14. Fielder, Lonnie and Bergen Nelson. “Agricultural Statistics and Prices of Louisiana 1946–1982.” D.A.E. Research Report No. 600, Louisiana Agricultural Experiment Station, 1982.Google Scholar
  15. Fielder, Lonnie and Bergen Nelson, Lonnie and Bergen Nelson. “Agricultural Statistics and Prices for Louisiana 1978–1983.” D.A.E. Research Report No. 631, Louisiana Agricultural Experiment Station, 1984.Google Scholar
  16. Just, Richard E., David Zilberman, and Eithan Hochman. “Estimation of Multicrop Production Functions.” American Journal of Agricultural Economics, 65 (1983): 770 - 780.CrossRefGoogle Scholar
  17. Lau, Lawrence J.. “A Characterization of the Normalized Restricted Profit Function.” Journal of Economic Theory, 12 (1976): 131 - 163.CrossRefGoogle Scholar
  18. Lopez, Ramon. “The Structure of Production and the Derived Demand for Inputs in Canadian Agriculture,” American Journal of Agricultural Economics, 62 (1980): 38 - 45.CrossRefGoogle Scholar
  19. Lopez, Ramon. “Applications of Duality Theory to Agriculture.” Western Journal of Agricultural Economics, 7 (1982): 353 - 365.Google Scholar
  20. McFadden, Daniel. “Constant Elasticity of Substitution Production Functions.” Review of Economic Studies, 30 (1963): 73 - 83.CrossRefGoogle Scholar
  21. Paxton, K. W. and David Lavergne. “Projected Cost and Returns: Rice and Soybeans, Southwest Louisiana, 1984. Department of Agricultural Economics Research Report No. 625, Louisiana State University Agricultural Center, Baton Rouge, Louisiana.Google Scholar
  22. Pope, Rulon. “To Dual or Not to Dual.” Western Journal of Agricultural Economics, 7 (1982): 337 - 51.Google Scholar
  23. Ray, Subhash. “A Translog Cost Function Analysis of U.S. Agriculture, 1939–77.” American Journal of Agricultural Economics, 64 (1982): 490 - 498.CrossRefGoogle Scholar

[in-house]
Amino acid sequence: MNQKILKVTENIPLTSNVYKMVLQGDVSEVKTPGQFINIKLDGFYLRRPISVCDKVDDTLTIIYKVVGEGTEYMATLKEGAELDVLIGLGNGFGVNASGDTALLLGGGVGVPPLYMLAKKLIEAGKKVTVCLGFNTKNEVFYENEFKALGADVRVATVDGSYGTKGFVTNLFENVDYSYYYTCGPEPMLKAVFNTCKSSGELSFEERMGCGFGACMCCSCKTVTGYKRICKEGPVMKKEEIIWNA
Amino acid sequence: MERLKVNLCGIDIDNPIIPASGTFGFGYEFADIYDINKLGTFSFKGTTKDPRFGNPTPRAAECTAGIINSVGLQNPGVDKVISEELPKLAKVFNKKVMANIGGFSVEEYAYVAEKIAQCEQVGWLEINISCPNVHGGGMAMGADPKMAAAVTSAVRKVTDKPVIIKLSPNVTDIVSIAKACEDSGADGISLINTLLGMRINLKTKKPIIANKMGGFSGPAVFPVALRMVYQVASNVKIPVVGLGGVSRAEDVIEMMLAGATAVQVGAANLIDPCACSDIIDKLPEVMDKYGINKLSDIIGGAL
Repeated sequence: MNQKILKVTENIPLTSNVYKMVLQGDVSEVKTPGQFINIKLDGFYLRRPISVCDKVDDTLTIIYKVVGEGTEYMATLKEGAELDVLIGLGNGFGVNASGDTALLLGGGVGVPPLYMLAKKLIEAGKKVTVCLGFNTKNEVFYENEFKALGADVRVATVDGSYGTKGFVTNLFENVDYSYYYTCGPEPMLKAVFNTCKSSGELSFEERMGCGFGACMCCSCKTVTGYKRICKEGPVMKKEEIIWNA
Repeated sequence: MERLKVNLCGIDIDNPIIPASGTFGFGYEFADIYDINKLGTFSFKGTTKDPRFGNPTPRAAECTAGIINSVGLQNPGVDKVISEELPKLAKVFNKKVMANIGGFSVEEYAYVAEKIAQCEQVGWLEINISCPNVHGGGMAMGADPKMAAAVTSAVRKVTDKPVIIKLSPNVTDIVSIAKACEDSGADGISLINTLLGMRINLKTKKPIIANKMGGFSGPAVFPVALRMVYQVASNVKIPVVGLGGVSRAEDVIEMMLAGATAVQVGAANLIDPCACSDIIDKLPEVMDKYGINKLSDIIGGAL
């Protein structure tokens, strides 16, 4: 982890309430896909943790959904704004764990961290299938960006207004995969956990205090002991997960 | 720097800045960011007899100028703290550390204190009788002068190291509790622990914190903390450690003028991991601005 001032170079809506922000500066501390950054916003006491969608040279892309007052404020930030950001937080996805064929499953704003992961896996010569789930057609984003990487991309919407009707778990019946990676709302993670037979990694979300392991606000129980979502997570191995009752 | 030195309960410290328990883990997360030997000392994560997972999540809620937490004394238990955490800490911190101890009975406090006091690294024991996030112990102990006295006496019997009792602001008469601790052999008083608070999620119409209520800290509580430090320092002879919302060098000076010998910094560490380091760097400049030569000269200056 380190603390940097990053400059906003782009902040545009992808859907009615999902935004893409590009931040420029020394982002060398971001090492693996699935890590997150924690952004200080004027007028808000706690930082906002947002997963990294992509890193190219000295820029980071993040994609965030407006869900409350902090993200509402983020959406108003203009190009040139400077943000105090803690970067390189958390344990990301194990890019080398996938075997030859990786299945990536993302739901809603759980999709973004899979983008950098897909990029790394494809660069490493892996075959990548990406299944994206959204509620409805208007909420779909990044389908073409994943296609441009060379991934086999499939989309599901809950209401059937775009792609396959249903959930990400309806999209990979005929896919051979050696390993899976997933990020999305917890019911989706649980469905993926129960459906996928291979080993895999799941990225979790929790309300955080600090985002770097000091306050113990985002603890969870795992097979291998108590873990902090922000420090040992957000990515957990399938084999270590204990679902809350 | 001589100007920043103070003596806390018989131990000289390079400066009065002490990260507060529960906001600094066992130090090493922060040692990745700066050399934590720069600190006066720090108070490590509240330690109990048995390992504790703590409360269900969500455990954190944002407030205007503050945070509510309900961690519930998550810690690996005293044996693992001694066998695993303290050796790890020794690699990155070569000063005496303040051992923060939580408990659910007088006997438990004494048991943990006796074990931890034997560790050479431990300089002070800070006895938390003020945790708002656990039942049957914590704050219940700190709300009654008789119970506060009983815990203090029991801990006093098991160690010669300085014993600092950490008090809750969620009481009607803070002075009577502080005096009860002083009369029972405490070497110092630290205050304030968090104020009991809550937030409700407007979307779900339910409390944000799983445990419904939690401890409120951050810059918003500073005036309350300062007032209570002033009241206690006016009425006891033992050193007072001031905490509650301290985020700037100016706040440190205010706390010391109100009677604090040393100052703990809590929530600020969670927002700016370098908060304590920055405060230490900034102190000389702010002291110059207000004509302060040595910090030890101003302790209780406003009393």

24. Saez, Roberto, and C. Richard Shumway. “Multiproduct Agricultural Response and Input Demand Estimation in the United States: A Regional Profit Function Approach.” Departmental Technical Report No. 85–3. Texas Agricultural Experiment Station, 1985.Google Scholar
  25. Shumway, C. Richard. “Supply, Demand and Technology in a Multiproduct Industry: Texas Field Crops.” American Journal of Agricultural Economics, 65 (1983): 748 - 60.CrossRefGoogle Scholar
  26. Shumway, C. Richard. “Supply Relationships in the South - What Have We Learned.” Southern Journal of Agricultural Economics, 18 (1986): 11 - 19.Google Scholar
  27. Stefanou, Spiro E. and Swati Saxena. “Education, Experience, and Allocative Efficiency: A Dual Approach.” American Journal of Agricultural Economics, 70 (1988): 338 - 345.CrossRefGoogle Scholar
  28. Uzawa, H. “Production Functions with Constant Elasticities of Substitution.” Review of Economic Studies, 29 (1962): 291 - 99.CrossRefGoogle Scholar
  29. Zacharias, Thomas and Brian McManus. “Projected Cost and Returns: Rice and Soybeans, Southwest Louisiana, 1985. Department of Agricultural Economics Research Report No. 635, Louisiana State University Agricultural Center, Baton Rouge, Louisiana.Google Scholar
  30. Weaver, Robert. “Multiple Input, Multiple Output Production Choices and Technology in the U.S. Wheat Region.” American Journal of Agricultural Economics, 65 (1983): 4556.CrossRefGoogle Scholar
  31. Zellner, A. “An Efficient Method of Estimating Seemingly Unrelated Regressions and Tests for Aggregation Bias.” Journal of the American Statistical Association, 57 (1962): 585 - 612.CrossRefGoogle Scholar

Copyright information

© Springer-Verlag New York, Inc. 1989

Authors and Affiliations

  • Abiodun Ojemakinde
    • 1
  • Mark D. Lange
    • 1
  • Thomas P. Zacharias
    • 2
  1. 1.Department of Agricultural Economics and AgribusinessLouisiana State UniversityUSA
  2. 2.Department of EconomicsIowa State UniversityUSA

Personalised recommendations